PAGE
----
No matter how removed the college environment is from the homeless in our community, there are some college students at Oswego State looking to help out. As part of a campaign hosted by Aeropostale and DoSomething.org, Natasha Santiago has been collecting jeans with her friends to donate to homeless teenagers in shelters.
“Each school who decides to participate will automatically be entered in a nationwide contest where the school who donates the most jeans wins $10,000,” Santiago said in an email.
Santiago collects the jeans from a box in The Point in the Campus Center and brings them to an Aeropostale store where they are distributed to homeless shelters. While the official campaign from Aeropostale has come to an end, Santiago is still collecting jeans to donate directly to homeless shelters, YMCAs and churches in the area.
“I believe I came across an advertisement on YouTube about this campaign and became very interested,” Santiago said. “I am a sister of Omega Phi Beta Sorority on Oswego campus and we are an organization that likes to become involved in community services and hosting educational programs. Therefore, I decided that maybe this would be a great idea for my sisters and I to bring to the campus. “
Santiago brought the idea to the Greek council’s attention, and forged an agreement will all the Greek organizations on campus. Under the agreement, each Greek organization agreed to donate a minimum of two pairs of jeans.
Donations from outside the Greek organizations, however, have been low.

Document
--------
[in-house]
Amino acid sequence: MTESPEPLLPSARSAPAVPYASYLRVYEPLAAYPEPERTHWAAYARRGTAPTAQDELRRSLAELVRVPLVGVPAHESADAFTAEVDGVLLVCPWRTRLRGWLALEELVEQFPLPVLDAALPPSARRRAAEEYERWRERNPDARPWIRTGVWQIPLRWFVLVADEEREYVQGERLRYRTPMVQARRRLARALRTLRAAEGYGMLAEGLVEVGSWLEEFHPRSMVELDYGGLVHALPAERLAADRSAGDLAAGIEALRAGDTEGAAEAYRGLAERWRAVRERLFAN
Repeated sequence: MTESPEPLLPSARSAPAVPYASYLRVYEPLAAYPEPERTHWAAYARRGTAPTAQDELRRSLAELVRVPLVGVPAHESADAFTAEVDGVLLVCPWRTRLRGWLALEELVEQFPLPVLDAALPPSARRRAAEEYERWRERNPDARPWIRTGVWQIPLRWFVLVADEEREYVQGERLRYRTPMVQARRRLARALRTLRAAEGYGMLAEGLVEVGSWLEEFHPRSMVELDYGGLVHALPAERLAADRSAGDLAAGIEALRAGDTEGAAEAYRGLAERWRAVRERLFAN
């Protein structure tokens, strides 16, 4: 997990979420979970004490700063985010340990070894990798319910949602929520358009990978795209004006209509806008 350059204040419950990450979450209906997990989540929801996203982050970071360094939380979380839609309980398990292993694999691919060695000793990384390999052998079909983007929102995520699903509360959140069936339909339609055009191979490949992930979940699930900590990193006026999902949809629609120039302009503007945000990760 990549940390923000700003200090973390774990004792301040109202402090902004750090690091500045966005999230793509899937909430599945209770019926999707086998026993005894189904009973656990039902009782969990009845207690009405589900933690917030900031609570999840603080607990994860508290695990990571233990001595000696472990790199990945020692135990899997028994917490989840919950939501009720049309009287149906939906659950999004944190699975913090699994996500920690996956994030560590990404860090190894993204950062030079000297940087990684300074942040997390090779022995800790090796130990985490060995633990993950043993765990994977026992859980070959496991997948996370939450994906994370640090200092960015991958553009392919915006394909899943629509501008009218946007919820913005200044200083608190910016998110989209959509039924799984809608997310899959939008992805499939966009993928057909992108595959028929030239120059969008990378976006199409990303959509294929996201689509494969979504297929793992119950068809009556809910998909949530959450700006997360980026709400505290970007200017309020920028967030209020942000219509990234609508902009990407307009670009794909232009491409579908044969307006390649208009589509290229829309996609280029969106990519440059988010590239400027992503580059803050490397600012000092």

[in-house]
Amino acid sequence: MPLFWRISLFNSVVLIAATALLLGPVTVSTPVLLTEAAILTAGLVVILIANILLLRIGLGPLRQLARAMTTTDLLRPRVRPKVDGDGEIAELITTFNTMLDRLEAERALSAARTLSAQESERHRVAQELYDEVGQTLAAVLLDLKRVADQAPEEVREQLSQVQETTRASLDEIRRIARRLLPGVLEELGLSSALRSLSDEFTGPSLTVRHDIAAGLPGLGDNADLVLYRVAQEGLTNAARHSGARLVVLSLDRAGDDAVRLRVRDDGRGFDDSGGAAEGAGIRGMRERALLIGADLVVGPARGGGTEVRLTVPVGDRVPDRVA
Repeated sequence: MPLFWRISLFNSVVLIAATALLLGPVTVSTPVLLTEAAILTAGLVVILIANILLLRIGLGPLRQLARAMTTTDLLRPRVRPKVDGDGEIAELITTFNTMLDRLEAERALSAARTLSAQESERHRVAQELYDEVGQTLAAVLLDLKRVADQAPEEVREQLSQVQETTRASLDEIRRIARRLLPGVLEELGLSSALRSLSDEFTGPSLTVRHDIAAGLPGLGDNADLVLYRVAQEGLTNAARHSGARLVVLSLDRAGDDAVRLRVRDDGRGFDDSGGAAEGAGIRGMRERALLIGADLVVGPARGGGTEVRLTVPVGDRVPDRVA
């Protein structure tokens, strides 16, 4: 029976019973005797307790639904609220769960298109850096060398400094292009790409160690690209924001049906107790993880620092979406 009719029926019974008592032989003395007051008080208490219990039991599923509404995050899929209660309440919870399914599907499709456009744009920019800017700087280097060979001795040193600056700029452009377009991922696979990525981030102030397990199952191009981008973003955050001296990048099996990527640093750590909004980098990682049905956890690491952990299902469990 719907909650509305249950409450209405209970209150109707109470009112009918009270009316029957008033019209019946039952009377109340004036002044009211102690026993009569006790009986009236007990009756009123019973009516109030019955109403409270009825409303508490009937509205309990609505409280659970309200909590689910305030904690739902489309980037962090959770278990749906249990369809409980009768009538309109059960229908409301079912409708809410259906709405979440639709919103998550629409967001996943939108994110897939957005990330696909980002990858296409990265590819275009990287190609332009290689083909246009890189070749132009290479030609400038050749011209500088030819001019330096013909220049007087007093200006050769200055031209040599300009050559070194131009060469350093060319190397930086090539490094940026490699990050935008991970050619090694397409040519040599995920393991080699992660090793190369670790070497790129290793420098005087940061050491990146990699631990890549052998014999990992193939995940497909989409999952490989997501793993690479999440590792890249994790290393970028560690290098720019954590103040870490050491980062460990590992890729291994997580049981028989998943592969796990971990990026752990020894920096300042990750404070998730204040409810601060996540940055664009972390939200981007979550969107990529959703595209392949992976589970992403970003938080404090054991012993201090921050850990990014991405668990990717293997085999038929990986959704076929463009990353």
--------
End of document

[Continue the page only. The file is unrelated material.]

“In all honesty, not many people (aside from the Greeks) have donated any jeans,” Santiago said. “It saddens me because I feel like not enough people are aware that we are collecting jeans.”
Santiago said that she believes getting involved in campaigns like Teens for Jeans would be a great way for many college students to contribute to their community in a positive way.
“I feel that people should always be willing to help others in need,” Santiago said. “And being that the homeless that would benefit from this campaign are closer to our age group, I felt like maybe it would motivate people more because you are helping others around your age who might be struggling.”
Santiago pointed out that most college students are probably acutely aware of the desire for a new pair of jeans or a T-shirt and should consider how it would feel to be literally unable to purchase one.
Santiago expressed disappointment in how few people have shown support by donating jeans, but has still learned valuable lessons from the experience.
“I have also learned that by using your resources, it is very possible to spread the word better and gain a bit more support,” Santiago said.
There is still a box in The Point in the Campus Center where jean donations can be made, and Santiago is also working on putting donation boxes in the lobbies of every dorm on campus.